First, realize what the word does not mean. It does not mean permanent in the sense of being "unchangeable." Thus while learning to ride a bike gets stored in the mind as indefinitely accessible learning, there is always the possibility to add to this permanent memory things like better ways to go around a corner or improved methods of braking. Moreover, what we add we may store in either temporary or permanent memory or both.
What then is temporary memory? Again, let's begin with what it does not mean. It does not mean that what we store in temporary memory goes away as soon as we stop thinking about it. Although it might. It means that when the momentum of what we are storing in temporary memory stops, our ability to access this learning from our temporary workspace fades very quickly.
What this all boils down to then is that what we store in temporary memory remains there only as long as the momentum of the activity lasts, while what we store in permanent memory will last forever. On the other hand, while this learning does become a permanent part of our memory, it can also at any time be amended and adjusted simply by adding either temporary or permanent information or both.
As to your question, does it take more storage capacity to store Emergent Learning versus Momentum Learning, I'd say it's probably an apples and oranges question. Moreover, to see why I am saying this, consider this. Consider the two ways in which we can store graphic designs in a computer; as raster drawings, and as vector drawings.
Now for those who are unfamiliar with how these two kinds of drawings differ, raster drawings are made up of many thousands of dots, while vector drawings are made up of only the instructions as to how to draw this drawing with lines and colors. What this boils down to is that because you are only storing instructions and not the whole drawing, the space required to store vector drawings is many thousands of times less than the space required to store raster drawings.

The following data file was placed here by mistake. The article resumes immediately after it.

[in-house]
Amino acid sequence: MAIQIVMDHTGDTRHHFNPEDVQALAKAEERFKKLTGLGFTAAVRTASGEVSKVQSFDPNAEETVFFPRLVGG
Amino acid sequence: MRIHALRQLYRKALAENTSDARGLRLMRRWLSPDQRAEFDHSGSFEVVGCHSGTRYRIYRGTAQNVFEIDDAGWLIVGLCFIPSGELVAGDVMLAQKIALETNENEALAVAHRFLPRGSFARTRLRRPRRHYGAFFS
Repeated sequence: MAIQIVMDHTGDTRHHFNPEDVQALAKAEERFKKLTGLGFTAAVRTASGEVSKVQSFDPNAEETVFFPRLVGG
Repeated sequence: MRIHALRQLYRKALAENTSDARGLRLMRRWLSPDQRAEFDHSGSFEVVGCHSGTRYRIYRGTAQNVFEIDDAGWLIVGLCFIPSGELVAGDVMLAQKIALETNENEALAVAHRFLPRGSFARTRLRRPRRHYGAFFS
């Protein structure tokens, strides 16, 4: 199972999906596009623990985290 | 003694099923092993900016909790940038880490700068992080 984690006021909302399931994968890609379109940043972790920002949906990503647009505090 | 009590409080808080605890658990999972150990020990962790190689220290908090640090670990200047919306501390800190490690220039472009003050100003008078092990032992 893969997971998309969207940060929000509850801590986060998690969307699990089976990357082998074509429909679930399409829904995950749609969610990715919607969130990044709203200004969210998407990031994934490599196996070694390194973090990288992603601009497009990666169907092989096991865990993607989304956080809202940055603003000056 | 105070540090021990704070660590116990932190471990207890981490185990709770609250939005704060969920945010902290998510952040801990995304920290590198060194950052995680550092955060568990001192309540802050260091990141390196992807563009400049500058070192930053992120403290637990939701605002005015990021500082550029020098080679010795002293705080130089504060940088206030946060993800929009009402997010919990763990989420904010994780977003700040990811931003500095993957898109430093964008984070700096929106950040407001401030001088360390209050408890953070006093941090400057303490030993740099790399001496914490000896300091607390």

How does this apply to memory? Because we humans learn by discovering the fractal nature of things, the things stored in our permanent memory probably more resemble vector drawings than raster drawings; highly efficient fractal patterns rather than tons of discrete data details.
Conversely, I'd guess that things we hold in temporary memory probably more resemble raster drawings whose underlying fractal nature we have yet to discover. Thus it probably takes an incredible amount of storage space to hold these pre fractal designs in memory, as storing every single dot requires a heck of a lot of space. Very inefficient to say the least.
[Question 4] Does a tendency toward high average inner visual abilities create a bias toward confabulation?
[Question 5] What makes it so difficult to recognize and cater to needs consistently?
What this means is that we all have two groups of needs. The needs we can by nature see with ease, and the needs which we see only indirectly, because we see symptoms. With the needs we easily see, we need use no will power whatsoever to meet them. We meet these needs because it is in us to meet these needs, naturally and without much effort. With the needs we see only indirectly though, we need tons of logic and will power as well as outside help in order to meet these needs. Things like gyms and physical trainers and friends encouragements to stay on the diet.
So what makes it so difficult to recognize and cater to needs consistently? Blocked needs. The needs we cannot by nature see. Thus while we all have needs we regularly meet with ease, we also all have needs we needs to be reminded to meet. Why? Because we simply do not think about them on our own.